Writing TV Pilots: Original vs Spec

If you want to to write for TV, you need at least two items in your war chest; a spec script of a TV show currently on air and an original spec pilot. They exercise different creative muscles.

A spec TV script demonstrates that you can mimic the voice, tone and feel of an existing show. An original pilot reveals you as a writer and as a person. Current trends dictate which is more important. Right now, original pilots are the most popular. But you also must demonstrate the ability to write for an existing TV show and mimic its voice and tone.

Pilots serve two purposes; to set up the world of the series; the locale, the characters, the plot. The ORIGIN type pilots did just that. They set up everything, but did not indicate the trajectory of the series. The PROTOTYPE episode, is a typical episode. The show has settled after overcoming its opening episode nerves. In the current climate of serialized TV, where shows are screened out of order, the hybrid prototype model is ideal.

In the current climate of economic storytelling, the setup of the series is occupying less screen time. The vital elements of the show are set up quickly and efficiently, while fragments of the back story are infused into the story as the series progresses. Think about where you want to start your series in terms of the overall story timeline. The setup (events leading up to the present) doesn’t have to be the opening scenes of the pilot. You can tantalize the audience with a bit of mystery.

I’m hearing many TV development executives complaining that current pilots are too safe. Writers are trying to be all things to all people, except themselves. Let yourselves go. Audiences are getting bored with recycled, derivative material and tuning out. Be daring. Write what you want to watch.

Start off with the overall concept of your pilot. How is it distinctive? Is it “Modern Family” in Atlantis? Then construct as few main characters as possible. Introducing too many characters too soon is confusing to the audience.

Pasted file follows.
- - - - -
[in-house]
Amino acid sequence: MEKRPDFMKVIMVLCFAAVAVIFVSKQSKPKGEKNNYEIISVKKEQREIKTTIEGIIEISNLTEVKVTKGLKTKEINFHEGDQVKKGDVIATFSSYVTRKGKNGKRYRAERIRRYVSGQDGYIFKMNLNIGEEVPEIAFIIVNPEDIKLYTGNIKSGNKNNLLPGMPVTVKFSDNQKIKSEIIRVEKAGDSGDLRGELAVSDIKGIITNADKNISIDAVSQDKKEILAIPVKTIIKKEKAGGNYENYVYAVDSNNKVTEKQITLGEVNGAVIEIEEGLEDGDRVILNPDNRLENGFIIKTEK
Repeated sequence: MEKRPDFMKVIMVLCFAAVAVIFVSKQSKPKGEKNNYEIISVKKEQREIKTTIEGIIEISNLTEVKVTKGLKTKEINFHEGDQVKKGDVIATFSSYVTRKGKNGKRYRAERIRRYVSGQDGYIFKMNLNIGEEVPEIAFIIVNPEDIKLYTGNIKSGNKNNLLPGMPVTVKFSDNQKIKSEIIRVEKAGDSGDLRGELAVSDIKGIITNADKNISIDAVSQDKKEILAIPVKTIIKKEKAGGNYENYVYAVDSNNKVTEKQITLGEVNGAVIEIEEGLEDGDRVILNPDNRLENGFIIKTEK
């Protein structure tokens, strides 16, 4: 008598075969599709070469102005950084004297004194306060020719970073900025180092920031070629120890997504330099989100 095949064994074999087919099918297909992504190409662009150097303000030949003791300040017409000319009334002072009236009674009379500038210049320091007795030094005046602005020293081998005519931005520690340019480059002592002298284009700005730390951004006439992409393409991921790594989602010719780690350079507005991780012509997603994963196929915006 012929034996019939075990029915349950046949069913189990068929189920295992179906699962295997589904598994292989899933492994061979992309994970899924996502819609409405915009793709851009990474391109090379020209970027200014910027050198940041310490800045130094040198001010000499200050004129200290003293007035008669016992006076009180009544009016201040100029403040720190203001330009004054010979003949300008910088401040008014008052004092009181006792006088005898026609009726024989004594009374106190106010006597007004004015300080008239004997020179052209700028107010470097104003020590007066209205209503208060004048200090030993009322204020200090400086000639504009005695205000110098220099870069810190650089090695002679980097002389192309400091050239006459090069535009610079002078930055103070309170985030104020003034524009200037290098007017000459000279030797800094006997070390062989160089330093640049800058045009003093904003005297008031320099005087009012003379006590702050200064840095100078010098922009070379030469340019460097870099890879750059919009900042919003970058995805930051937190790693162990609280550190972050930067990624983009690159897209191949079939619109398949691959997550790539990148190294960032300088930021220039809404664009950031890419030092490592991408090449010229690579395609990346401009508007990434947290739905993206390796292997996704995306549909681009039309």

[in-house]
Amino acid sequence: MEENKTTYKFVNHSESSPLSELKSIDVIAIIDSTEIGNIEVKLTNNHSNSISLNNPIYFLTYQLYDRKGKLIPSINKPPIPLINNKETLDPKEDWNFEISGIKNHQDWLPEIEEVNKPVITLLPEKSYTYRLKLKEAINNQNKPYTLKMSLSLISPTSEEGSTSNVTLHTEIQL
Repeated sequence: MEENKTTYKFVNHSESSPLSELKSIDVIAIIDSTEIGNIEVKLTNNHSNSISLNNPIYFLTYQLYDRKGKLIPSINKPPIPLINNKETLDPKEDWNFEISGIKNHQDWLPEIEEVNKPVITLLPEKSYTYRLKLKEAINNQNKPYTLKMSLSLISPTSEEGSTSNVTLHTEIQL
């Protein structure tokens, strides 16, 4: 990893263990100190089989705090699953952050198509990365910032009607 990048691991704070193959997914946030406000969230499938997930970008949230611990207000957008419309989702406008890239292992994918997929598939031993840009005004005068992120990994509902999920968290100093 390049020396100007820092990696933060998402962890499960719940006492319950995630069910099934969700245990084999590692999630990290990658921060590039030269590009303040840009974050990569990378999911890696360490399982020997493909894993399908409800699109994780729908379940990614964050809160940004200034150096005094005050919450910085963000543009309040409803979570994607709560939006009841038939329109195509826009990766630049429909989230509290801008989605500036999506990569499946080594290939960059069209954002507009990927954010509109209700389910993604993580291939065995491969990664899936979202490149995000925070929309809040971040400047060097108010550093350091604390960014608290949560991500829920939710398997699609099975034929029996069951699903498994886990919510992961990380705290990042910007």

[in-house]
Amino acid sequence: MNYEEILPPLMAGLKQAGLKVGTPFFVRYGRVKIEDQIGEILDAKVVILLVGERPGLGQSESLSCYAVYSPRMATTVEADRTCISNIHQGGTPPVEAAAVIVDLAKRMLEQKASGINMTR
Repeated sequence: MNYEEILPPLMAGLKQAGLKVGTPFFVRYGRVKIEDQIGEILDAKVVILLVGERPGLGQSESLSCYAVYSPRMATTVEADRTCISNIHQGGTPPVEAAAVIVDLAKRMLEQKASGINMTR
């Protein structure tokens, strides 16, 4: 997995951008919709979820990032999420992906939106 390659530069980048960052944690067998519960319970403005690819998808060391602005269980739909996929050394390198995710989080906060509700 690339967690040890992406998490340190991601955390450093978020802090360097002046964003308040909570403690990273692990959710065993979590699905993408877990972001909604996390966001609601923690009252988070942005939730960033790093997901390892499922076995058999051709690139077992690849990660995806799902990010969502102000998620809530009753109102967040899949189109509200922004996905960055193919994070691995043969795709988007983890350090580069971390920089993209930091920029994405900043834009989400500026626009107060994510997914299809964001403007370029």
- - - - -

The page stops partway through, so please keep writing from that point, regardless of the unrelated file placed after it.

Experiment with the format. Is it 30 or 60 minutes? Drama or comedy? What are the character arcs over the season? How do the characters interact?

The fractured state of television has opened up many opportunities ranging from web series to cable to free to air catering to a wide variety of tastes.

Click here to read many past and current scripts of TV shows.

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6 Comments Add yours

  1. Hello! First, I’m enjoying reading your blog. To be honest, it is a lot easier for an ‘outsider’ to understand than some others I’ve seen.

    Why is it that I keep hearing that sitcoms are ‘supposed’ to be in studio-shot, multi-camera format? I’m working on a pilot that would be single-camera because of the need to change locations (outside, school gyms, different rooms in a home or school). I am trying to find formatting advice and instruction, but the majority of the sites I look at assume that I’m using a multi-camera format. I know that many sitcoms are shot in studios, but is it really *that* unusual for a sitcom to be shot a different way? If not, why wouldn’t some forums or websites acknowledge this? Mine is a kid’s sitcom you’d find on networks like Nickelodeon or Disney.

    I hope I’ve made sense. Thanks!

    1. The majority of 30 minute sitcoms are studio-based multi-cams. Exceptions include Modern Family, 30 Rock, The Office which are multi-cam. WGA has an extensive library with typical episodes for formatting advice. Otherwise see if you can find them online. Make sure they are production scripts and not transcripts.

      1. I used a spec script of iCarly as an example. I figured that it would work b/c not only does it look like it’s shot the same way I’m imagining, it’s geared toward the same target audience as my pilot (kids). I wonder, are the ‘usuals’ in terms of formatting, etc different on cable than on the broadcast networks? Or does it matter?

      2. single cam scripts look more like movie scripts. multi-cam have more spacing and a higher page count. it’s not crucial to get it perfect because it’s the quality of the script that ultimately counts.

  2. I’ll have to look at the WGA site, thanks.

  3. That’s what I thought re: looking like movie scripts. That’s what a lot of the sitcoms made for cable that I looked at (iCarly, etc) were done…one-page-a-minute, not as much spacing, etc. I wasn’t sure what the ‘proper’ format was.

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